“Deferrals and temporary wage cuts may be applied to ease the short-term cash implications, but in the long run more meaningful changes are likely, and required.”
Wray pointed to clubs in the Championship as being most under threat from the loss of match day revenue, for a reason that is to a large degree self-inflicted.
While it hasn’t seen quite the same growth as the Premier League, the Championship also has robust attendance figures. On average 18,600 people attended each match in the Championship in 2018/19, by far the highest figure for a second tier anywhere in the world.
But there is an eye-opening statistic in the Deloitte report: In 2018/19, Championship clubs spent 107% of their revenue on wages. So that is more money than they were bringing in spent on players before the other costs of running a club are factored in.
“In no other business would you have a ratio where wages are higher than revenue,” Wray said.
Championship clubs do this as a kind of gamble on reaching the promised land of the Premier League and its vastly increased riches: the £5.25B earned by Premier League clubs in 2018/2019 compares to £785M in the Championship.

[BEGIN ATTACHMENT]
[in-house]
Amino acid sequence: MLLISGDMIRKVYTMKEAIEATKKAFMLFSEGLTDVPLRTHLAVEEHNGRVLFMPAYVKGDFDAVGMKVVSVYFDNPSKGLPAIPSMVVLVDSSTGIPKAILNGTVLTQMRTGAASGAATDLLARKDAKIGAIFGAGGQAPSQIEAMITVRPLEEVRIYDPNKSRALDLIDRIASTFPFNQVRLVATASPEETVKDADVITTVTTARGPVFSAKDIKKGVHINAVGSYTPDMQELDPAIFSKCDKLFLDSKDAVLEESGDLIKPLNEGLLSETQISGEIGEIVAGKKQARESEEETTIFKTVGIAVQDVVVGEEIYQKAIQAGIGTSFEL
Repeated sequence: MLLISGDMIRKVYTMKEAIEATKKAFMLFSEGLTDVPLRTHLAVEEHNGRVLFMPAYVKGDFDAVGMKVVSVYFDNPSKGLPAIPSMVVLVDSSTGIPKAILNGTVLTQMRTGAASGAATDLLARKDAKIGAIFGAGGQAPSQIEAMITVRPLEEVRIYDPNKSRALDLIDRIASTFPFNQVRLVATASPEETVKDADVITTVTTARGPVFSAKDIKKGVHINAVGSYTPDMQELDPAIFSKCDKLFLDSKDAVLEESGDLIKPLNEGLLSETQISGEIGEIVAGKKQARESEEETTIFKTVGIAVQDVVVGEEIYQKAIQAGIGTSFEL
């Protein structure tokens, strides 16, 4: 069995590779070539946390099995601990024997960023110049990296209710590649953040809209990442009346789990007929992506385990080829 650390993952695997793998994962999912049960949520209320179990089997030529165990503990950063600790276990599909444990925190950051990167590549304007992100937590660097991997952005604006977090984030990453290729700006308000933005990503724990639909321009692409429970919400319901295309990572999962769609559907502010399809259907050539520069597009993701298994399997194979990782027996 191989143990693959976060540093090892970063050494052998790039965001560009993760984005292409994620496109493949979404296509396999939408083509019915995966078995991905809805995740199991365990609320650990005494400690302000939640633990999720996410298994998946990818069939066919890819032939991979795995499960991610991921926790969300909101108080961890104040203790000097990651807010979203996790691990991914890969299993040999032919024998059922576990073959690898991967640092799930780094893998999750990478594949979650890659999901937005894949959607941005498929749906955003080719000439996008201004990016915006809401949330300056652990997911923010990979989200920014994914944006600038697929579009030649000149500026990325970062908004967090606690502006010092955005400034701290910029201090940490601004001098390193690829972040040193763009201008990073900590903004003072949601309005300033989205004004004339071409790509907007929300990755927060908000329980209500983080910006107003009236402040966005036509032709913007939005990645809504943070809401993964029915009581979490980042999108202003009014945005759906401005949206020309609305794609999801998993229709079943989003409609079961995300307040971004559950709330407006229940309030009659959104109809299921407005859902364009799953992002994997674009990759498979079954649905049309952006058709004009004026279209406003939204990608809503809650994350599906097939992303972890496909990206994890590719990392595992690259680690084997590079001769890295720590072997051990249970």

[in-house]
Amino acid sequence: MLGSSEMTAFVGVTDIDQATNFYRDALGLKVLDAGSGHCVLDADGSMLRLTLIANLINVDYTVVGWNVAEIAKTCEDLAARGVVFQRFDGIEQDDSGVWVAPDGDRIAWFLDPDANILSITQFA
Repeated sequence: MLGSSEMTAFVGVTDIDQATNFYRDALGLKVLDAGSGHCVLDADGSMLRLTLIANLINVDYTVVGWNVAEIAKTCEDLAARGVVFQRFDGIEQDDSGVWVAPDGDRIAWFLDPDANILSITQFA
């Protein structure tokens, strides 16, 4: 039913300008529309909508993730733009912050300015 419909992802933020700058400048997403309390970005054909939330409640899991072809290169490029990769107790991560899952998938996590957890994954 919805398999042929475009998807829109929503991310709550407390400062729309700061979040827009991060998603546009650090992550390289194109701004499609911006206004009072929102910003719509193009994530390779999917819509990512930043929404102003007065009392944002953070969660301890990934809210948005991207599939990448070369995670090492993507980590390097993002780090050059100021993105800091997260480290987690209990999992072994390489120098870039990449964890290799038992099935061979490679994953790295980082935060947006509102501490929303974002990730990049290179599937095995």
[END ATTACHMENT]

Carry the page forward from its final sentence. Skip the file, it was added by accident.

The worst-case scenario of a season behind closed doors would see Championship clubs lose out on about £150M of match day revenue, and with many clubs already financially stretched, it could mean they need to raise emergency funds or seek new owners willing to support loss-making teams. Deloitte proposed a salary cap for clubs in the Championship, essentially to save teams from themselves.
In Leagues One and Two, even though clubs would lose a greater proportion of their revenue, things might not actually be quite so dire, because those clubs only pay out around 80% of revenue on clubs’ wages. But clubs in these two divisions still made cumulative losses of £22M and £20M, respectively, so lost revenue will still put teams under increasing pressure.
Back in the top division, though it plays a smaller part in revenues, Premier League clubs are seeking to sweat their real estate assets, with the new Tottenham stadium likely to form something of a blueprint, with its food hall and craft beer brewery.
“If you look at the U.S., generally the fan experience is much more pleasant,” Wray said. “It can be difficult with existing stadiums which aren’t really set up for it, but as clubs in England rebuild and redevelop, you will see them trying to make sure that fans arrive a few hours before the game and stay a few hours afterward. If you can get people staying for an entire day, it increases fan engagement and drives more revenue.”
Here again, though, the pandemic will have an impact, with Deloitte pointing out in its report that clubs including Chelsea, Everton, Watford, Leicester City and Bournemouth all have stadium extensions or redevelopments in the works that could be delayed while clubs try to work out the financial and physical implications of social distancing.